Senate Passes Bill To Allow States Generate, Distribute Electricity
The Senate has passed the electricity bill 2022 that would allow states to generate and distribute power as well as solve the sector’s challenges.
The bill was passed on Wednesday, after the consideration of a report by the senate committee on power.
Senator Gabriel Suswam (PDP, Benue North East), Chairman of the Committee, stated in his presentation that the bill aspires to, among other things, offer an ideal legal and institutional framework to exploit the modest advantages of Nigeria’s privatization phase of the electric power industry.
He also said there is no need for anyone or firm generating electricity below one megawatt to get a license, adding that the new law would allow states or individuals with capacities to generate their power.
“Since electricity is on the concurrent list in the constitution, the bill has allowed state governments to license people who intend to operate mini-grids within the states,” he said.
When signed into law, the bill would improve the utilization of generated power through increased investments in new technologies to enhance the transmission and distribution of generated power to minimize aggregate value chain losses.
According to the lawmaker, the piece of legislation would “reinvigorate the Institutional framework for the reform of the Nigerian Electricity Supply Industry (NESI) initiated and implemented by the Federal Government.”
He disclosed that the provisions of the Bill seek to promote policies and regulatory measures that would ensure the expansion of power transmission networks in Nigeria in order to address any imbalance in the existing transmission infrastructure.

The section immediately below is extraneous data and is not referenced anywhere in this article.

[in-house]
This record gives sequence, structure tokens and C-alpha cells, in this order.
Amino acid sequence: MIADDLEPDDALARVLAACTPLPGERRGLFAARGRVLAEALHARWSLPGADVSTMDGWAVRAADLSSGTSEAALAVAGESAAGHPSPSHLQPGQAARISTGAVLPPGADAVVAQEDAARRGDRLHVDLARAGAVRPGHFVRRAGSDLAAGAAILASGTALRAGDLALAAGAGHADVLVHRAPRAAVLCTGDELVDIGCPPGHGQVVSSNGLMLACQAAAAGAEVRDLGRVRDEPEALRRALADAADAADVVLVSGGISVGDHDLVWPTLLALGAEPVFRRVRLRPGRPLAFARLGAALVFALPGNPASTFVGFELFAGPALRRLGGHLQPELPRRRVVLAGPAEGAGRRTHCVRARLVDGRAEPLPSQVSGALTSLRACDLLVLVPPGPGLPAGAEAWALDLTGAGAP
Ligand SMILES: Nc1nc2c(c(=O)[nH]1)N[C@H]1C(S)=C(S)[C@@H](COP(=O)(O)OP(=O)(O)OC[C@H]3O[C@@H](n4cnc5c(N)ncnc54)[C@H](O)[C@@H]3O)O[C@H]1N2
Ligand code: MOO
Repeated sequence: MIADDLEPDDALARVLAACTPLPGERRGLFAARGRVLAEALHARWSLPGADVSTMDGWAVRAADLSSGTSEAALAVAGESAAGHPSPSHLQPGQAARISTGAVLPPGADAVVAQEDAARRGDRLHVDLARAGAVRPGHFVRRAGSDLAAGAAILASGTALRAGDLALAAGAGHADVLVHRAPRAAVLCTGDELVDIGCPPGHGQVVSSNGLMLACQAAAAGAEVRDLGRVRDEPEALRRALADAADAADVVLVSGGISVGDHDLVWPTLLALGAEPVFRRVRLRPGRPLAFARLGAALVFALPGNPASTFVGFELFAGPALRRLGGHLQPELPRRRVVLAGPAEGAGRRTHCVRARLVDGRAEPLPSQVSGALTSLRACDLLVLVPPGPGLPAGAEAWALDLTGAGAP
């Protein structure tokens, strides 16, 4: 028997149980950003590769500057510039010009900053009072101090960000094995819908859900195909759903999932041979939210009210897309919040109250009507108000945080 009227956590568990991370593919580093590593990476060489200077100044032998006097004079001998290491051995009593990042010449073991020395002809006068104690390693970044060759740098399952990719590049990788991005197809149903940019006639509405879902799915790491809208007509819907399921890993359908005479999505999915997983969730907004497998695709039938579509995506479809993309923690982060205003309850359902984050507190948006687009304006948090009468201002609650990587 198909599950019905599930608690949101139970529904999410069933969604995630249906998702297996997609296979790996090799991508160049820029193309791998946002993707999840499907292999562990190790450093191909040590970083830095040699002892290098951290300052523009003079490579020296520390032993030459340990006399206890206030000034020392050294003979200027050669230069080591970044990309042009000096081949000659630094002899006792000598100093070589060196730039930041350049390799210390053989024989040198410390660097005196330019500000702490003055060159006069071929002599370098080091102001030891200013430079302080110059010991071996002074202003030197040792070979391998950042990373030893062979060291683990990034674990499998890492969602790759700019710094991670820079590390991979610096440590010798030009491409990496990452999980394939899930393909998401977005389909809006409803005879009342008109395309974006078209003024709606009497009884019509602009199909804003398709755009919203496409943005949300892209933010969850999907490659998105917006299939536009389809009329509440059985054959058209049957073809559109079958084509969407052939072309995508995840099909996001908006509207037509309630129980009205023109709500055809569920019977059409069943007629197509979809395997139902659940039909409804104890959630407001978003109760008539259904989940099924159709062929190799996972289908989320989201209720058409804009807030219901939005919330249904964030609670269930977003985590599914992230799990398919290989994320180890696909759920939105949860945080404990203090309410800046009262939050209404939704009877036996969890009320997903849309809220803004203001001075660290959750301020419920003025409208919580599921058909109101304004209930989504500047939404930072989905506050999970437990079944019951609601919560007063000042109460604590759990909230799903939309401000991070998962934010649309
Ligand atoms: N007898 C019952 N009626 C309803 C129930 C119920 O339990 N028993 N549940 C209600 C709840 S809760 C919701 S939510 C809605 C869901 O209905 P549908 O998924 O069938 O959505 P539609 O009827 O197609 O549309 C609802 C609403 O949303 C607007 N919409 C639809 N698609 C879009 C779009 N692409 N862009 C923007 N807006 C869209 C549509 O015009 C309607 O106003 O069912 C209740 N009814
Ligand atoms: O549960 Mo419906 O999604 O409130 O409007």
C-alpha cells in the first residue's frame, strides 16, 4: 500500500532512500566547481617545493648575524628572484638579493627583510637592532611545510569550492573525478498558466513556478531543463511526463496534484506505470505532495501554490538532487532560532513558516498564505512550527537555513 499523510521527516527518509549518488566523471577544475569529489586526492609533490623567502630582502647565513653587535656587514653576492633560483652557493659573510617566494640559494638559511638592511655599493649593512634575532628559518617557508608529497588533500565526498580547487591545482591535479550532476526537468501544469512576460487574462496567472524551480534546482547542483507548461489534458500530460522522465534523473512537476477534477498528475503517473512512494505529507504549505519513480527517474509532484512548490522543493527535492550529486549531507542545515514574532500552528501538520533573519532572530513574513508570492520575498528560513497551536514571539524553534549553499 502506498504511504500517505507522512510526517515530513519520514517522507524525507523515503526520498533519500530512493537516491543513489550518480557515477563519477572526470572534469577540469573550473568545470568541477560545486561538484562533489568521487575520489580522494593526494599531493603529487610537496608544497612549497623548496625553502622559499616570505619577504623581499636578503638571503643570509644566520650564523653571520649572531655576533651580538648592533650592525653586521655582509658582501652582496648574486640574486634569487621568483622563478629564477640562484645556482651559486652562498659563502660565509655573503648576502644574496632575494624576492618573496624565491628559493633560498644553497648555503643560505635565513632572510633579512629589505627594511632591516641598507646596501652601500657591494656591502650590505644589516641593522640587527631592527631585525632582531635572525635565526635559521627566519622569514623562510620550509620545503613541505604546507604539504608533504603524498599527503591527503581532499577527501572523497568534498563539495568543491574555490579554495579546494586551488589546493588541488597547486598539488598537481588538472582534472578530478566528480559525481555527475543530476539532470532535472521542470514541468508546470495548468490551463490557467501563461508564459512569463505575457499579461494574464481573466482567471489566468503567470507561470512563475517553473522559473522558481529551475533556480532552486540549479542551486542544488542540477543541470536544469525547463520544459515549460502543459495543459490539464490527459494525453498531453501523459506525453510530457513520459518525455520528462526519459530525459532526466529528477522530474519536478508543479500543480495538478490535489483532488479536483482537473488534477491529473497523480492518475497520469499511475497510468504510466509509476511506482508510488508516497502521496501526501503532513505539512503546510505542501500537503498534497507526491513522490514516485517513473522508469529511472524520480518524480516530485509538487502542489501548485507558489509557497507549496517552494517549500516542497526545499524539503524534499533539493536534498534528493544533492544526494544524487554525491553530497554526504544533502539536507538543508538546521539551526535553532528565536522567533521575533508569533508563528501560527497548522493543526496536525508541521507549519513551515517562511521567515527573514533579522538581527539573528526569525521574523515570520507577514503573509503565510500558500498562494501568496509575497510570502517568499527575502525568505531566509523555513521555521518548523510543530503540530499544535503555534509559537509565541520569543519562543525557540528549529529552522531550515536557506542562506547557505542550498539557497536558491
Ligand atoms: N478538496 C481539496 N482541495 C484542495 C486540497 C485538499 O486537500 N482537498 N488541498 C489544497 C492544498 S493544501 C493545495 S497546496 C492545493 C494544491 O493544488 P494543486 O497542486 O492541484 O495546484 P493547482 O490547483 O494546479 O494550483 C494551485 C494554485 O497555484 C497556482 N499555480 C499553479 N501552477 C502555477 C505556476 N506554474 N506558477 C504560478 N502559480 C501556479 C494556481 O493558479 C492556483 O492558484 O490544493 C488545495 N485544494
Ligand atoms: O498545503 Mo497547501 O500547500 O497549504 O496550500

President of the Senate, Ahmad Lawan, midway through consideration of the bill, sought to know the role and operational capacity of banks that had taken over distribution companies (discos) indebted to them.
Responding, Senator Suswam explained that the take-over of entities (Discos) by banks was duly carried out in collaboration with the Nigerian Electricity Regulatory Commission (NER) and Bureau of Public Enterprise (BPE).
According to him, there was a transitional process put in place during the take-over of the Abuja Electricity Distribution Company (AEDC) by the United Bank for Africa (UBA) to ensure efficiency in service delivery.
He noted that such a transitional process usually involves the invitation of new investors to scale up generation and distribution capacities.
He further disclosed that the Federal Government had disbursed $100 million (USD) to Siemens to kickstart transmission in the distribution end of the power sector.
On his part, Senator Ahmad Babba-Kaita (PDP – Katsina North), said the faulty way in which Discos were created was largely responsible for their inability to live up to expectations.
He, therefore, advised the federal government to ensure a transparent process in the selection of companies to take-over power generation and distribution across the country.
Senator Aliyu Sabi Abdullahi (APC – Niger North), the Deputy Chief Whip, noted that the aspect of renewable energy in the bill was given prominence amidst the energy mix.
The Electricity Bill, 2022, after a clause-by-clause consideration of the Committee’s report by the Committee of the Whole, was passed by the upper chamber.
In his remarks, Senate President, Ahmad Lawan, said, “because of its importance and sensitivity, we would like to see a quick concurrence by the House of Representatives”.
“This is because time is of the essence as far as Nigeria is concerned when you talk about electricity and energy supplies in Nigeria.
“So, we would like to see that this bill is fully processed in the National Assembly and sent to the Executive side of government for the consideration for assent by Mr. President.
“We believe that this piece of legislation can change the fortunes of the electricity industry in Nigeria for the better”
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